Thanks, it never occured to me to do that! I actually have a HAT totally dedicated to a 16-bit ADC. But I don’t use it because it’s got 16 channels and I only need one. But now I’ll consider sending some or all of those channels to the same battery for an instantaneous average.

Can you be really specific about what resistors you would use? I don’t mean the values. I mean a link to the through-hole resistors you would order (brand, vendor, type, etc). I can’t handle SMDs.

Pimoroni here’s an idea: create a HAT totally dedicated to voltage dividers using extremely accurate components. So a bank of high resistors, a bank of low ones, and switches to create numerous combos…


I think < ±1% the cost of resistors goes exponentially upwards, it’s not something I’ve looked into much and I think they’d be wasted in this kind of application since they wont fix quantization, or the innate inaccuracy of the ADC itself. It’d be crazy to pair them with a cheap ADC, versus just using a better part in the firs place (or one tolerant of 12v even)

In our case, we’re mostly optimising for price to bring a variety of features to hobbyists and tend to use parts we’re familiar with, or already use elsewhere.

As an example:


Do you happen to know what the ADC voltage dividing resistor values are? Too tiny to read! I’m still wrapping my head around how you went from 2047 to 1649, and knowing the actual values will help.


The ADC voltage dividing resistors are 120k and 820k, which - ideally - divides 25.85v to 3.3v.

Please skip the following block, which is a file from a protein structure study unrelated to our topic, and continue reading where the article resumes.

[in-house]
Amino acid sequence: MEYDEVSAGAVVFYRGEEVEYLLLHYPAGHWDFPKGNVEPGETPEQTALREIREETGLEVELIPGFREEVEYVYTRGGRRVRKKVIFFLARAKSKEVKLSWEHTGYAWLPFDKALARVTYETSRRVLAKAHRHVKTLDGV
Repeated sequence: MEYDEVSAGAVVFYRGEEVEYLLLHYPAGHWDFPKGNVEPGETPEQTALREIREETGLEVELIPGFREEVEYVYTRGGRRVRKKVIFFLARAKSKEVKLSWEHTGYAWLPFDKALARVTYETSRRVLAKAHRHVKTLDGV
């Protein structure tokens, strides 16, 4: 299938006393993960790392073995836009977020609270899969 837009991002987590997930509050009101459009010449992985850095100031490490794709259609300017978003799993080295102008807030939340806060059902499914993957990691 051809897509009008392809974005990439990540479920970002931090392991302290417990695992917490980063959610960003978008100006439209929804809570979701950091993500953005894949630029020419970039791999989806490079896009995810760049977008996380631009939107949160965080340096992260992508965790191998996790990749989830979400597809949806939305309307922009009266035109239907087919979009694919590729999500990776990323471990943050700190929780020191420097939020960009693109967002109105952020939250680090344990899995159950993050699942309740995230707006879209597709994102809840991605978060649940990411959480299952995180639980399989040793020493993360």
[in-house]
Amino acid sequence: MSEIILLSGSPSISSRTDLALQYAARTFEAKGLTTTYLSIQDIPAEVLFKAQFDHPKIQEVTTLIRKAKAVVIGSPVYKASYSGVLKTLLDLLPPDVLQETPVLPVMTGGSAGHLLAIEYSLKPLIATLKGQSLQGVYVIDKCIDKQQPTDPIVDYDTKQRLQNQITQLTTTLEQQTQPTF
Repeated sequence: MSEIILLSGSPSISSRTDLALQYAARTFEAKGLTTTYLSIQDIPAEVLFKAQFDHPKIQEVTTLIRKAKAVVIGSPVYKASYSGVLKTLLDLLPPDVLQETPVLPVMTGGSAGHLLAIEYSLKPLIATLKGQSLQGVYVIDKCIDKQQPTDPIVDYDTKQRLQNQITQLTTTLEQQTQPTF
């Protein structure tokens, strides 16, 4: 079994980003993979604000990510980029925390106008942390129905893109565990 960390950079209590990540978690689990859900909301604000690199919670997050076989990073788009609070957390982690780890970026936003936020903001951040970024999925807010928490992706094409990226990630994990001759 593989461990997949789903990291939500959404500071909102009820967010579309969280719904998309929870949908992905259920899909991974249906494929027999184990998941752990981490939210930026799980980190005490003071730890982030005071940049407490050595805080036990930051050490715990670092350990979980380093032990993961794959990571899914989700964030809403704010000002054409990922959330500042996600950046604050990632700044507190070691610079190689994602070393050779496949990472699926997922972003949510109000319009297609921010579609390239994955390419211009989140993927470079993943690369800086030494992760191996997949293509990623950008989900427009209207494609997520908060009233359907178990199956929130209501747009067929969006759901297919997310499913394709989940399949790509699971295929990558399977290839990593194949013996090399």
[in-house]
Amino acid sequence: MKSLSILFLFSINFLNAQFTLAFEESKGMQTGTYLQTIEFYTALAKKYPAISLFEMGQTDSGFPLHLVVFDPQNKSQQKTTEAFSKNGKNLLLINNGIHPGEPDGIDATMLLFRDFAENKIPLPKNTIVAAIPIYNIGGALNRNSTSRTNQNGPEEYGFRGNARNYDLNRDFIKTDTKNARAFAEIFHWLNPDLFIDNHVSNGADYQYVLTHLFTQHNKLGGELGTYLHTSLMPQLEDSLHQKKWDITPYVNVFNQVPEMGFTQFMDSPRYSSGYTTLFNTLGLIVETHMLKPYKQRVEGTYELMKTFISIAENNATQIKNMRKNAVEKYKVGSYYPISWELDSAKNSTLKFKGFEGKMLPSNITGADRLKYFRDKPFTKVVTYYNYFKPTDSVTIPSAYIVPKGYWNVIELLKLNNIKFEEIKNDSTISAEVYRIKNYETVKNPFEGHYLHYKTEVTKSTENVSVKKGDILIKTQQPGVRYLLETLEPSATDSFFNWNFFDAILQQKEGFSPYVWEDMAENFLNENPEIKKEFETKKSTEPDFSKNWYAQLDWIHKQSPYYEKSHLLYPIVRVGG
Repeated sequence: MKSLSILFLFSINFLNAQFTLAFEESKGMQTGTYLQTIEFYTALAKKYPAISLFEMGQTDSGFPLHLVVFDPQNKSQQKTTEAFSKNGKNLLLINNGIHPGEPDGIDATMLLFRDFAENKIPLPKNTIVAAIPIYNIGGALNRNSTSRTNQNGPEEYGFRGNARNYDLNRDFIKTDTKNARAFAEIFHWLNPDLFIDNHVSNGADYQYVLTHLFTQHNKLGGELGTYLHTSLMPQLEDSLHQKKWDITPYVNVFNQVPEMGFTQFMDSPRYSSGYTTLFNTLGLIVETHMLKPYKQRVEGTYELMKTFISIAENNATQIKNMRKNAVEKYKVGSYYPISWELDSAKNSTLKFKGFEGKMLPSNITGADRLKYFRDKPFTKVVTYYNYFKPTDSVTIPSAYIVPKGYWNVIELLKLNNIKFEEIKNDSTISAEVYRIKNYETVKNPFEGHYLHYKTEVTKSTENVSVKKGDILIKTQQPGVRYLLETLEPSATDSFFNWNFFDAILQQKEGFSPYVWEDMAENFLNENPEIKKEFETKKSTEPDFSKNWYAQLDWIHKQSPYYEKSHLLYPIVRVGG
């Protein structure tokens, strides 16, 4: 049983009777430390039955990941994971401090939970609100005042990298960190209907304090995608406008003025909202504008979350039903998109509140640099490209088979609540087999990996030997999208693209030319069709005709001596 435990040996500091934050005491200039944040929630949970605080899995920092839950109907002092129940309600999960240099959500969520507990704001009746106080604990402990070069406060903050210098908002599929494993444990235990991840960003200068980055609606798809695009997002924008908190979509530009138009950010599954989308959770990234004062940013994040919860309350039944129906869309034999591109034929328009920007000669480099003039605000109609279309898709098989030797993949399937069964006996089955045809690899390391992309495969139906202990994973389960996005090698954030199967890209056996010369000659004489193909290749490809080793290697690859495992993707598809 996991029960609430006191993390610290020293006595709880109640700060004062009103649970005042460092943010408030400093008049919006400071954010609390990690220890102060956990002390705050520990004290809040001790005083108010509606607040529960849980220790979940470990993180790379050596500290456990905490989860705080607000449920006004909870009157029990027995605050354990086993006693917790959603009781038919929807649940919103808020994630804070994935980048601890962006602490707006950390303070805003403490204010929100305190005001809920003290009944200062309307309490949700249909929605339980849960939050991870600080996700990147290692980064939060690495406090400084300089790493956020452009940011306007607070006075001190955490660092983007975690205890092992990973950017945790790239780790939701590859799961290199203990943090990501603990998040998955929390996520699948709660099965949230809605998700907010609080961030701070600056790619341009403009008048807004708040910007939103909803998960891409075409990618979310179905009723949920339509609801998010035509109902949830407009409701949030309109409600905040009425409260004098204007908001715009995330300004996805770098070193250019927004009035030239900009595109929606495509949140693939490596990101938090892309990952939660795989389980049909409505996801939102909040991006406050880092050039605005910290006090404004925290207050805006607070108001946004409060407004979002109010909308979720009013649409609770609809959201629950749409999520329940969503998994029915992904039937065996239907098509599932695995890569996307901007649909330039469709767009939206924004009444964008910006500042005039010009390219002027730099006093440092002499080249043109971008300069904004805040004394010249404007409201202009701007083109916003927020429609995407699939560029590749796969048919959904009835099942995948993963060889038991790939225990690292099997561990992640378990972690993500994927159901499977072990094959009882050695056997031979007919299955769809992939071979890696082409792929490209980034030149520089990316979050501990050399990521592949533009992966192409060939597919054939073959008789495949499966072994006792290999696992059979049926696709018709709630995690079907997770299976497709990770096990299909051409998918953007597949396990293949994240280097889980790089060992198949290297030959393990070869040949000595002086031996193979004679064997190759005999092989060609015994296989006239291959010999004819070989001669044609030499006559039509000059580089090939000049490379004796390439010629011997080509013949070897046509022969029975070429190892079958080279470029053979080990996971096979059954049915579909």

The reason why only 0-1649 of the 11bit ADC range is because the available full-scale ranges don’t map 1:1 to 0-3.3v - sadly!

At the only full-scale range that includes 3.3v, the actual maximum voltage is 4.096v. But the ADC cannot (safely) read values greater than VCC (actually VCC + 0.3v). When it’s powered at 3.3v it’s only capable of reading up to 3.3v.

This is covered in the datasheet:

Therefore to figure out how much of the range is available for 0v to 3.3v we can use the following calculation:

2047 / 4.093 * 3.3

And we arrive at: 1649.19433594


None of these values map 1:1 with any commonly used VCC! Take Arduino, for example. Most are 5V. So in that case, the FSR would be 6.144V. So that’s 2047 / 6.144 * 5 = 1665. So 5V isn’t much better than 3.3V.

It seems misleading to call this ADC 12-bit when the most common scenarios (non-differential 3.3 or 5 VCC) will limit it to 10.5 bits. Thank god you guys didn’t use a 10-bit ADC…


Yeah that’s a very interesting point about them not mapping 1:1 with any typically used VCC. I’m guessing there’s a very good reason for this… it looks like they were aiming for a specific set of LSB sizes (3, 2, 1, 0.5, 0.25, 0.125 mV) with no regard for the full range. Perhaps there’s an application for this somewhere.

That said, something like the 10bit ADC in the ATmega328p would only give a granularity of 4mV at 5V.


Granted that Arduino microcontrollers are different horses for different courses, but their limited 10-bit ADCs are exactly why I’ve never used them. Better to use a dedicated higher-bit ADC if an ADC is what’s needed. I only mention this because Raspberry Pi’s often get dinged for not including an ADC. But I would rather have none than one that’s too limited to be of much use.